When we look at traditional high performance computing, we think of the future exascale systems, of the Top 500 list of supercomputers, measured as they are by peak floating point potential. But as we’ve covered quite extensively here in our first year as The Next Platform, that definition of what is valuable for real supercomputing applications is changing—and so the definition of what is (and is not) HPC is also evolving–and doing so to include the convergence of HPC and machine learning.
Catanzaro says that deep learning on the Baidu training and inference clusters, despite its lack of double-precision math and partial differential equations, is a sort of extreme example of HPC. “If you think of supercomputing, not as a particular application domain set, but rather a mindset—how you approach problems—this is extreme HPC.” The concept of how systems reach their peak performance, and how one extracts and optimizes to get top performance and utilization, that is the real value proposition of HPC.
“The fact that we are able to sustain 45% to 50% of peak running on eight to sixteen GPUs on one problem is extreme HPC. But in that area, most full applications, not just the kernel, don’t get that kind of performance. We have gotten there, and HPC is working on those challenges.”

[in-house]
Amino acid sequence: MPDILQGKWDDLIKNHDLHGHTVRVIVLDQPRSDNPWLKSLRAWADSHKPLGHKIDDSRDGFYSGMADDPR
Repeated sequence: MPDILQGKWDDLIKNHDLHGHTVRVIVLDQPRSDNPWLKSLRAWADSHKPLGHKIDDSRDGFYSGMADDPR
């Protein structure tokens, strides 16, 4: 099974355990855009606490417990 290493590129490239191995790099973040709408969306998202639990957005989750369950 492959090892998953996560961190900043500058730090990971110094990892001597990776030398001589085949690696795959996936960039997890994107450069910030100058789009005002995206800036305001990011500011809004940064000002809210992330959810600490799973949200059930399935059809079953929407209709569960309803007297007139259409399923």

Catanzaro has been giving talks at key HPC events over the last year, making the point that deep learning and HPC are closely connected, and have lessons to share—not to mention people who are skilled in these tough optimization challenges at scale. “A rising tide lifts all boats, and HPC people have been receptive because deep learning makes HPC more relevant.” What is happening at the national labs and their supercomputing sites is filtering into deep learning, and so too are lessons from hyperscalers moving into HPC. This creates a richer pool of talent between labs and academia and hyperscale web companies (and a more competitive one for young talent deciding between a lab versus Google—a tough problem for labs), but ultimately, a closer interconnect between the two will continue being beneficial, especially with common problems like scaling multi-GPU systems, delivering fast results with high utilization and efficiency, and ultimately, finding a host of code tricks that in total, create less power consumption and more scalable systems.
It’s difficult to talk through all the optimizations and scalability concerns in one article. For those interested, Baidu has an in-depth paper exploring architectural and other considerations.